Yet, we are constrained by time, by each moment in history. If we comprehend the completed work of Christ then we know the absolute of God’s decree. Still, our moment by moment is plagued by sin, requiring deliberate consciousness of God, a continual growing in Christ, and an abandonment of self to the Spirit. Anything less and we risk temporary defeat and loving discipline. God will make us pure.

Testing may be seen as a purifying fire. Those unwilling to submit to the testing fires of faith, rejecting His grace, will suffer the eternal “fires” of separation from God.

If I am correct in my thinking then there are two basic activities, or responsibilities, we have, and two purposes He is accomplishing in us. These are fueled by His grace and nothing else. He requires (for want of a better word) both obedience and sacrifice. Our purposes are living the evidence of His grace before the world through obedience and sacrifice, and preparation for eternity. His Son fulfilled these activities  to His satisfaction. Does He expect anything less from any who are His?

Grace continues where personal strength and effort fail. At the instant my strength fails, before I even began to try, God’s grace and its inherent power, succeeds. For God’s grace is His power to overwhelm and destroy the power of sin.

In Mark 9 (and Matthew 17) Jesus once again confronts the power and consequence of sin. Coming down a mountain after His transfiguration He encounters a man whose son is demon possessed. Though His disciples were given explicit authority to drive out demons (see Matthew 10:8 and Mark 3:14-15) they could not drive out this one.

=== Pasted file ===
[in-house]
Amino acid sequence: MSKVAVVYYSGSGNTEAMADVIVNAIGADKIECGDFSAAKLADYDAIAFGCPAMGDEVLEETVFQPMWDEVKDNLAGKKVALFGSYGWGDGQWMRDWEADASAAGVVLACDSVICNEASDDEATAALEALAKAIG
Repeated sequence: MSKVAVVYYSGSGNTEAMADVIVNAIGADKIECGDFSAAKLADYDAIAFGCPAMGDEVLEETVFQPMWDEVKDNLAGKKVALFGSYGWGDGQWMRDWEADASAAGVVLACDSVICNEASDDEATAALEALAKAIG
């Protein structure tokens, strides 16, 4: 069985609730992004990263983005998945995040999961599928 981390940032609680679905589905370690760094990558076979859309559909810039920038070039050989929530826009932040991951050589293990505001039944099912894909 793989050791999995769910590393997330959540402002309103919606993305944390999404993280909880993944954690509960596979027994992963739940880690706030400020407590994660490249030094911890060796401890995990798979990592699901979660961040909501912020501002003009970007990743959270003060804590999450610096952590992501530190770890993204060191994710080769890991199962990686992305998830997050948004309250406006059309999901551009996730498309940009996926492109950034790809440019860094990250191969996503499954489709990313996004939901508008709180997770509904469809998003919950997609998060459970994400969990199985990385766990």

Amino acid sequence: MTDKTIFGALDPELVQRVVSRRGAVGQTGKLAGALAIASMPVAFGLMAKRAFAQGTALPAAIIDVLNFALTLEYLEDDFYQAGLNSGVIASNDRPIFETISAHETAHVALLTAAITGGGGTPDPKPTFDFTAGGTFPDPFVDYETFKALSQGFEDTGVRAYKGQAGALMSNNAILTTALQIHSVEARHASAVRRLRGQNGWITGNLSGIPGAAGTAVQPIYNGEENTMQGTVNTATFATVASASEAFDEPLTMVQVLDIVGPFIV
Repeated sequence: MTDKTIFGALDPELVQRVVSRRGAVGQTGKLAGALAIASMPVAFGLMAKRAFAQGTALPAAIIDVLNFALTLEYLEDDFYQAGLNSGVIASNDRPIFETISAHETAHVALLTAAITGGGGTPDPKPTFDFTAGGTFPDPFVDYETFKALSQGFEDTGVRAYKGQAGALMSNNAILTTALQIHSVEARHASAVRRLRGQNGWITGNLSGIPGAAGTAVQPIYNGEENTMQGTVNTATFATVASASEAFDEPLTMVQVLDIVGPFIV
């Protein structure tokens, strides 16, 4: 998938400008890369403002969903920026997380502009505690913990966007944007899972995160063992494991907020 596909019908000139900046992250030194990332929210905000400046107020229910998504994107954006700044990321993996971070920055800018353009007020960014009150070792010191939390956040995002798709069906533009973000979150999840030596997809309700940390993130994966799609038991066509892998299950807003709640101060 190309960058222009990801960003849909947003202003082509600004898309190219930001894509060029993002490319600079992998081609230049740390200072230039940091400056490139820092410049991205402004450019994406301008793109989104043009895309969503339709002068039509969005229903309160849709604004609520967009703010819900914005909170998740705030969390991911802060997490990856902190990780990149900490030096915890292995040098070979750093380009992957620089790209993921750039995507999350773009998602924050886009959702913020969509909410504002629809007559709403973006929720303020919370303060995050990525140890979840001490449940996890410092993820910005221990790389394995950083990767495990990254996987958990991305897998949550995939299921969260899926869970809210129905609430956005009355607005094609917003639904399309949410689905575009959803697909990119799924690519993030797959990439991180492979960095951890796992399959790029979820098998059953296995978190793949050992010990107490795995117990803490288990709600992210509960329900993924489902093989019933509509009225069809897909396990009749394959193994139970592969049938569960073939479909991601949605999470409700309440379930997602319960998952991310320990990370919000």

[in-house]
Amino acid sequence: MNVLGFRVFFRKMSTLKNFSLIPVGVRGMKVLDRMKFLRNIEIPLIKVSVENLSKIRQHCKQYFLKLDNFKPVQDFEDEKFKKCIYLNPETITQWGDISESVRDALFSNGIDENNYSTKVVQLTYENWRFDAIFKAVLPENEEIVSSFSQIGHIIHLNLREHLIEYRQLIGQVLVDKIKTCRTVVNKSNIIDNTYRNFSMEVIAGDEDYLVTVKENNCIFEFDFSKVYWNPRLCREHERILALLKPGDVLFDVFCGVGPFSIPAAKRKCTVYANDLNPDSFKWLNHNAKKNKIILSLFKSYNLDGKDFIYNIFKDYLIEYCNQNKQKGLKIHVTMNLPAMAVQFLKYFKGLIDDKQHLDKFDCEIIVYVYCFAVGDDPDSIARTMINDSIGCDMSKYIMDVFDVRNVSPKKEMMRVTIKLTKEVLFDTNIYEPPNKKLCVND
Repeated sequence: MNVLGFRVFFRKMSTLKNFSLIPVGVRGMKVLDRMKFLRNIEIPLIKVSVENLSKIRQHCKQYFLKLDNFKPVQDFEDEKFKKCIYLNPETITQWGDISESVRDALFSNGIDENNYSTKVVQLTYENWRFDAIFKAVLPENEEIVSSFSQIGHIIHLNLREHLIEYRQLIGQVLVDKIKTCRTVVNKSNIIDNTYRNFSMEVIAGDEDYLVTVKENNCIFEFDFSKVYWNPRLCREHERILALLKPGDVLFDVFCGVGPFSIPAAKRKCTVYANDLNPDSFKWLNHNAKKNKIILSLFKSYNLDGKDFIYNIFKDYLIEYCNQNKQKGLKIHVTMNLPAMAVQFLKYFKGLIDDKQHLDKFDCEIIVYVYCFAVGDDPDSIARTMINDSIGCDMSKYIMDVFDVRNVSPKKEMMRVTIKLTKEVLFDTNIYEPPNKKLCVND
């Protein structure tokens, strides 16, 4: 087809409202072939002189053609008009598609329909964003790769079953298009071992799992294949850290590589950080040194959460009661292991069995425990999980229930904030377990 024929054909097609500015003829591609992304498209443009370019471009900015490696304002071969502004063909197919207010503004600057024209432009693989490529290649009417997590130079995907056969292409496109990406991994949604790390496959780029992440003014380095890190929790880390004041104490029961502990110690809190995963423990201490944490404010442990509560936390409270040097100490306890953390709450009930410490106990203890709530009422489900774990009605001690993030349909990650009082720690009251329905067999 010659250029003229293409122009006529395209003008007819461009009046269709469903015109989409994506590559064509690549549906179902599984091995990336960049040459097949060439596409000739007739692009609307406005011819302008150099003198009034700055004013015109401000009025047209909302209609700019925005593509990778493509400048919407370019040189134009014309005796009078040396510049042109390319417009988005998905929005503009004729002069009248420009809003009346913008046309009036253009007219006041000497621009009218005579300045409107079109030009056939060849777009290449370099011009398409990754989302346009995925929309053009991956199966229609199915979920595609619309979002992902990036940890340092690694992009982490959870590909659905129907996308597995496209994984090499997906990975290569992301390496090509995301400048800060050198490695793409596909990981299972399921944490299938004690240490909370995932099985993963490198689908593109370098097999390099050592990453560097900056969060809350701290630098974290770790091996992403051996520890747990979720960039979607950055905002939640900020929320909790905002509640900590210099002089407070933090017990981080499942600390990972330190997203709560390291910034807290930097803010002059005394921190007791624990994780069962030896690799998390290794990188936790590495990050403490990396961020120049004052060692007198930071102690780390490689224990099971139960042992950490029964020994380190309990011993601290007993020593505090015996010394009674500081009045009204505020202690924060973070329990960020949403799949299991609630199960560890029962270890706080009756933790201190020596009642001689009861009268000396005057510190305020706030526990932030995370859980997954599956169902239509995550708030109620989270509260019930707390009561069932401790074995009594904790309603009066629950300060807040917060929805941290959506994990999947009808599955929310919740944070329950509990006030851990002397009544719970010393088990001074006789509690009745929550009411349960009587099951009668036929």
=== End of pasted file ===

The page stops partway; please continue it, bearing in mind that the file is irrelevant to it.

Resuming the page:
Commenting on the bent, twisted and powerless condition of all, on their complete lack of faith, their unbelieving, untrusting, disobedient posture, Jesus laments, “O faithless generation, how long am I to be with you? How long am I to bear with you? Bring him to me”[ Mark 9:19 ESV]. I do not know if He is speaking about His disciples are the people in general. They have all seen His work, experienced His faithfulness, seen the evidence of His life and love for them, and still they have no faith. Jesus does not say “little” faith as He does elsewhere. They are “faithless.”

Finally, the father, driven to his knees, hopelessly unable to do anything, exclaims, “I believe; help my unbelief!” [Mark 9:24 ESV]. His cry did not release Jesus’ power as if faith activates God. Jesus decided to heal the boy and strengthened the faith of the father. Just as He decided to come and sacrifice Himself for us giving us grace.

Those who are pure in heart live faith as a whole person before God.

Giving to God

Blessed are the pure in heart, for they shall see God. [Matthew 5:8 ESV]

God tests the hearts of men, not because He needs to know what is in the heart. We need to know the thinking of our hearts. Testing is a good thing for those willing to see themselves through God’s eyes, measure themselves by His standard, acknowledge Him as the only Authority and Judge.

When God called His people out of Egypt He told them to plunder the Egyptians. Hundreds of years earlier God told Abraham, without naming Egypt, what would happen. “Know for certain that your offspring will be sojourners in a land that is not theirs and will be servants there, and they will be afflicted for four hundred years. But I will bring judgment on the nation that they serve, and afterward they shall come out with great possessions” [Genesis 15:13-14 ESV].

When God sent Moses to bring His people out of Egypt God instructed His nation what to do as they were leaving.  “And I will give this people favor in the sight of the Egyptians; and when you go, you shall not go empty, but each woman shall ask of her neighbor, and any woman who lives in her house, for silver and gold jewelry, and for clothing. You shall put them on your sons and on your daughters. So you shall plunder the Egyptians” [Exodus 3:21-22 ESV]. To “plunder” is to gather the “spoil” from the battlefield or a country and people after a military defeat.

He gave them plunder for several reasons. First, as payment for years of slave labor. Secondly, when it was time to construct the tent of meeting they would have the necessary materials and would give freely. Finally, when they went into the Promised Land and followed His instruction to keep nothing for themselves they would have plenty and not covet what was devoted to God.